OFFICE FOR HARMONIZATION IN THE INTERNAL MARKET
(TRADE MARKS AND DESIGNS)
Refusal of application for a Community trade mark
(Article 7 CTMR and Rule 11(3) CTMIR)
Endurance House, Vision Park, Chivers Way
Cambridge CB24 9ZR
Celerity Systems (Pty) Ltd
125 Buitengracht Street
Cape Town, Western Cape 8001
ÁFRICA DEL SUR
The Office raised an objection on 22/05/2015 pursuant to Article 7(1)(b) and 7(2) CTMR because it found that the trade mark applied for is devoid of any distinctive character, for the reasons set out in the attached letter.
The applicant submitted its observations on 28/09/2015, which may be summarised as follows:
The mark applied for clearly has ‘some’ distinctive character which is enough for the mark to be registered. The mark is highly stylised, unique and individual. The thick orange outline, grey parallelogram shaped border and envelope shape are all striking, to create an eye catching impression and give feeling of 3D shape. These features mean that the mark differs from the norm. Reference to numerous images of envelopes made by the examiner only illustrates the deference between the envelope devices which the public are used to seeing and which are common in the market, and the mark applied for.
The consumer’s level of attention is very high when purchasing computer goods and the same applies to the goods at issue, for example, a mobile phone.
The mark is made up of a number of unique elements, which produces a distinctive visual impression for the relevant consumer. The mark is clearly able to function as an indicator of origin of the goods and services in question, for example, ‘recorded computer software’ in Class 9 and ‘telecommunications’ in Class 38.
Objecting to the registration of this mark would mean that no envelope device could function as a trade mark in relation to any telecommunication services. This mark should not be objected to simply because other envelope devices are used to denote the delivery of email transmissions. Devices of houses can function as trade marks for estate agents.
In conclusion, it is apparent that the mark would be considered to be distinctive by the relevant consumer for the goods and services in question since it is unique and highly stylised, and would not be considered to be commonplace within the relevant market.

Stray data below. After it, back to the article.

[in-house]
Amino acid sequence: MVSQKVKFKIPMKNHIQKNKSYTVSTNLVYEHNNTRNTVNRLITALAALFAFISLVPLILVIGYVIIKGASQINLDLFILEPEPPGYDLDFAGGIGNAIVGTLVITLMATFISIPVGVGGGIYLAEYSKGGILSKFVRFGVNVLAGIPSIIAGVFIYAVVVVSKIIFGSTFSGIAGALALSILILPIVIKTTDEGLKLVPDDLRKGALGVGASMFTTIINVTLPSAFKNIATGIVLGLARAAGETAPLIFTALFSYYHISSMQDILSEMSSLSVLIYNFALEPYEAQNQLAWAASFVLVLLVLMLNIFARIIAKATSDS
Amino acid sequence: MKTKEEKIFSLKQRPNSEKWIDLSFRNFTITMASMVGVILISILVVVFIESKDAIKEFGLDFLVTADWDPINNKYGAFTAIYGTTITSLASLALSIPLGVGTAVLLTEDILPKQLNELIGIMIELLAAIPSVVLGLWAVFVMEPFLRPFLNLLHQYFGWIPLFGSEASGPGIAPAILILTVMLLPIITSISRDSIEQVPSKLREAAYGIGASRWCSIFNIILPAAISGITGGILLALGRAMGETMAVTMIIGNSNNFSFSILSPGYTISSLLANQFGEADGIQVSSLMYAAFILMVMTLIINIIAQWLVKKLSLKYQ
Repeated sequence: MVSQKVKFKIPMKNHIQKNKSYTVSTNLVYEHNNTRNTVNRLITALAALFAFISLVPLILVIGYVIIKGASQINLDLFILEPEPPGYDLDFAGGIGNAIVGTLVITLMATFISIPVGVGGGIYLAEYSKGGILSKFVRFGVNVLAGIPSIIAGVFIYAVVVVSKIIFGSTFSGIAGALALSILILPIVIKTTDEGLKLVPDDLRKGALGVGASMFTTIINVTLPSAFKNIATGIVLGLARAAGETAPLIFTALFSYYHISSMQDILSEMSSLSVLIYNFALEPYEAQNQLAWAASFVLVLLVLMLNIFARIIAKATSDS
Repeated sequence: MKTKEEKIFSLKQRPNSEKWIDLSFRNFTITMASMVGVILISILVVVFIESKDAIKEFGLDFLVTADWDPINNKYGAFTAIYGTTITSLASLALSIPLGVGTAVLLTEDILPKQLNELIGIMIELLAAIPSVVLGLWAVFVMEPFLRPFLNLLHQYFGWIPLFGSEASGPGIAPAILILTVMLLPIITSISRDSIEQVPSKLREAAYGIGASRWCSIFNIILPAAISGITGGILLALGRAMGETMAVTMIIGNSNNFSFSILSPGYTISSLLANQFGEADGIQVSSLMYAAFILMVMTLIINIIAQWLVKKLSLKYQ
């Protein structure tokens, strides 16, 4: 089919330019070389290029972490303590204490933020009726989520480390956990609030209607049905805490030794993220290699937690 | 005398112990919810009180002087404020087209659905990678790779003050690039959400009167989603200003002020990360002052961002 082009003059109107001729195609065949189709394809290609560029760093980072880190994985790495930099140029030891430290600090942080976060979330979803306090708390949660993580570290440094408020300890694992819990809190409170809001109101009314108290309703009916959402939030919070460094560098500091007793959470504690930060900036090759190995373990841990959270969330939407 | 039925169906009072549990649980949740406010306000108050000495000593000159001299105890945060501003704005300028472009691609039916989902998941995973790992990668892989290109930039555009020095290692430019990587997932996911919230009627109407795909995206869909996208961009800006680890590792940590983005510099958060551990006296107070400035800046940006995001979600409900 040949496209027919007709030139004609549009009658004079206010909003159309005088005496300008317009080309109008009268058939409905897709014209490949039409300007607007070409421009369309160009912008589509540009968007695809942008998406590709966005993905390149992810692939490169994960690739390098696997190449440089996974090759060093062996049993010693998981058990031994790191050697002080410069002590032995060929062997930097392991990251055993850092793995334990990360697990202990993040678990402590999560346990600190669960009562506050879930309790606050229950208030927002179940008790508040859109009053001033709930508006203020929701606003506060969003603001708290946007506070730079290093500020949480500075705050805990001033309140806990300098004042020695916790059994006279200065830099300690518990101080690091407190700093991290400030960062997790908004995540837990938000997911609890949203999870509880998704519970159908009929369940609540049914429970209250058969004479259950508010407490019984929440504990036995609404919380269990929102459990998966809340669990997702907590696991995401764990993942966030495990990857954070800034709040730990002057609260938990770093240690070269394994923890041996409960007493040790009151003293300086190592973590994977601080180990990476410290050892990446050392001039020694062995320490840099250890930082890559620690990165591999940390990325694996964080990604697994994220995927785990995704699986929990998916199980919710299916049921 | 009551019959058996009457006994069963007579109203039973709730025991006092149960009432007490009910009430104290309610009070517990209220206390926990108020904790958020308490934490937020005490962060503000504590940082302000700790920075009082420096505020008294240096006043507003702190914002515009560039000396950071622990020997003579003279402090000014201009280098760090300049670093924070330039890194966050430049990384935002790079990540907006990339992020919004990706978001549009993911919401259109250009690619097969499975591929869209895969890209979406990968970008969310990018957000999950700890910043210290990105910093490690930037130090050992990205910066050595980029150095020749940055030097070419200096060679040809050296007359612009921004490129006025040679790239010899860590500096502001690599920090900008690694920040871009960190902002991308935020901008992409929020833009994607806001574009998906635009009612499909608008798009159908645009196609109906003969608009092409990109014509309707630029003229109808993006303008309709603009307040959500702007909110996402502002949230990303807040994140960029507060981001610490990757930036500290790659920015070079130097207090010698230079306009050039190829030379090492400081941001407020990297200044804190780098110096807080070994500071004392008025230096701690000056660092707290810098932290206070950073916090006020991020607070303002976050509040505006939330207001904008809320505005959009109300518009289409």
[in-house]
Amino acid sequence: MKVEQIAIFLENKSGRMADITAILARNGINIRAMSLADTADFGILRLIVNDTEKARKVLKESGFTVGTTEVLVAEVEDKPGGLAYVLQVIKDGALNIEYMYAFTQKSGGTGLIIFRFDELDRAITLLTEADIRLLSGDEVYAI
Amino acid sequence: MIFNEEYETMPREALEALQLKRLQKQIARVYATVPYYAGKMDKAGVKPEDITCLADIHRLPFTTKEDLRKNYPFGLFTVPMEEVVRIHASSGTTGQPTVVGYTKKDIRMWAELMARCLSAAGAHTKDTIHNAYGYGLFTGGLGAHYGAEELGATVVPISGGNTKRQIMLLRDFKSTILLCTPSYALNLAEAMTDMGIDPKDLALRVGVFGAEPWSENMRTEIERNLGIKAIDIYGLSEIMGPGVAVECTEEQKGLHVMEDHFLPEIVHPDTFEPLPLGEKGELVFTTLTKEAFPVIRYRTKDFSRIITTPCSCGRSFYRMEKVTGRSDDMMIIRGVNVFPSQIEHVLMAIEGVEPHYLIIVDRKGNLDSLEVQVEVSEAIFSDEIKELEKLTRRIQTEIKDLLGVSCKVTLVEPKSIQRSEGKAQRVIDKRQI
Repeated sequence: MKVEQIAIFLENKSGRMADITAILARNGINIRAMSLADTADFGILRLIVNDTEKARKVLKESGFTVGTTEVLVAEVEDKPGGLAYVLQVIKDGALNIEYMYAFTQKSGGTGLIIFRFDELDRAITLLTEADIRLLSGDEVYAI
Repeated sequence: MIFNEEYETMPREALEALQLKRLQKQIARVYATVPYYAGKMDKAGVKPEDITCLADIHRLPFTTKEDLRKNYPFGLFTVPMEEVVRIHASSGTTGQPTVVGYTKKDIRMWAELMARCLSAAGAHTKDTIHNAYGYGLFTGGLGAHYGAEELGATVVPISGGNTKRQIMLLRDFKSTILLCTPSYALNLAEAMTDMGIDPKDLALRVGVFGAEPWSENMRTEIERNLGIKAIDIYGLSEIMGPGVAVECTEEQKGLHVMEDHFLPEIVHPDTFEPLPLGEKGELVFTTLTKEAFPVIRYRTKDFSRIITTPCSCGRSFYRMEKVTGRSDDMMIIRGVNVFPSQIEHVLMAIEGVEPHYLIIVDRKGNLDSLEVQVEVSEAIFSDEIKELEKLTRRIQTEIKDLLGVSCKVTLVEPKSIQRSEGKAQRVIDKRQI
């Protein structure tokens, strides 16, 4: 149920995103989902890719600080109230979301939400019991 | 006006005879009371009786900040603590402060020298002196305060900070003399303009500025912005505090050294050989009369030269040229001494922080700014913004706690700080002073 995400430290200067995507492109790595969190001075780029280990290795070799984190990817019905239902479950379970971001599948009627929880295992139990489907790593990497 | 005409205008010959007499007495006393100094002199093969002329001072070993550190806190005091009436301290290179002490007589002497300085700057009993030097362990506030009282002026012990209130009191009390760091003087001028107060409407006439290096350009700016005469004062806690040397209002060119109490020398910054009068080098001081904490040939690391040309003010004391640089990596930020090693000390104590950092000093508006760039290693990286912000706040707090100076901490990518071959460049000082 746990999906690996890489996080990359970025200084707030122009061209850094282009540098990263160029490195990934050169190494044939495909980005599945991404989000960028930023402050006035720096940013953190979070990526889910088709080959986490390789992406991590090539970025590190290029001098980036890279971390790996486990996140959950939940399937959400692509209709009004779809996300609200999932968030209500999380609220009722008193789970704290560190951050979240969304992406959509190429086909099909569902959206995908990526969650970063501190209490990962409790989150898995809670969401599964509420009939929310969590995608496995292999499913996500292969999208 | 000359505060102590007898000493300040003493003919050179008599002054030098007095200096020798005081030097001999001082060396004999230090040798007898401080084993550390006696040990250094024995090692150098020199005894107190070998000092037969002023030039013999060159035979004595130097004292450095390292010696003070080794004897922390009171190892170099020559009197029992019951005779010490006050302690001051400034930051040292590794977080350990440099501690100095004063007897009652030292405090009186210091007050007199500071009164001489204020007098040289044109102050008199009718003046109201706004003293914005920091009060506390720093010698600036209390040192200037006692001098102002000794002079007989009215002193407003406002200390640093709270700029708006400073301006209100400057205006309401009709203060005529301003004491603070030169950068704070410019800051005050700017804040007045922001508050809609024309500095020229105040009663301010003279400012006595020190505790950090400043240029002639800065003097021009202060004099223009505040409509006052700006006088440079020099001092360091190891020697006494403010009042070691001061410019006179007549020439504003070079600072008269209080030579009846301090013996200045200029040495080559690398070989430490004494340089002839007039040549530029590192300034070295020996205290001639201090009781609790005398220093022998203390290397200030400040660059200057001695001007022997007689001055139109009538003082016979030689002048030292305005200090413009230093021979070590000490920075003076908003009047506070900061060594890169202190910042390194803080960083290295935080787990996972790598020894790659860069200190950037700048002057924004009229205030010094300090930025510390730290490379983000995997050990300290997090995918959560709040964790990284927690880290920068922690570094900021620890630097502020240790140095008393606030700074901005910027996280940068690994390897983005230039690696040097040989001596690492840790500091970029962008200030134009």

Pursuant to Article 75 CTMR, it is up to the Office to take a decision based on reasons or evidence on which the applicant has had an opportunity to present its comments.
After giving due consideration to the applicant’s arguments, the Office has decided to maintain the objection.
Under Article 7(1)(b) CTMR, ‘trade marks which are devoid of any distinctive character’ are not to be registered.
It is settled case-law that each of the grounds for refusal to register listed in Article 7(1) CTMR is independent and requires separate examination. Moreover, it is appropriate to interpret those grounds for refusal in the light of the general interest underlying each of them. The general interest to be taken into consideration must reflect different considerations according to the ground for refusal in question (judgment of 16/09/2004, C-329/02 P, ‘SAT.1’, paragraph 25).
It is also settled case-law that ‘[a] sign’s distinctiveness can be assessed only by reference, first, to the goods or services in respect of which registration is sought and, second, to the relevant public’s perception of that sign’ (judgment of 09/10/2002, T-360/00, ‘UltraPlus’, paragraph 43).
Although the criteria for assessing distinctiveness are the same for the various categories of marks, it may become apparent, in applying those criteria, that the relevant public’s perception is not necessarily the same for each of those categories and that, therefore, it may prove more difficult to establish distinctiveness for some categories of mark than for others (judgment of 29/04/2004, joined cases C-456/01 P and C-457/01 P, ‘Henkel’, paragraph 38).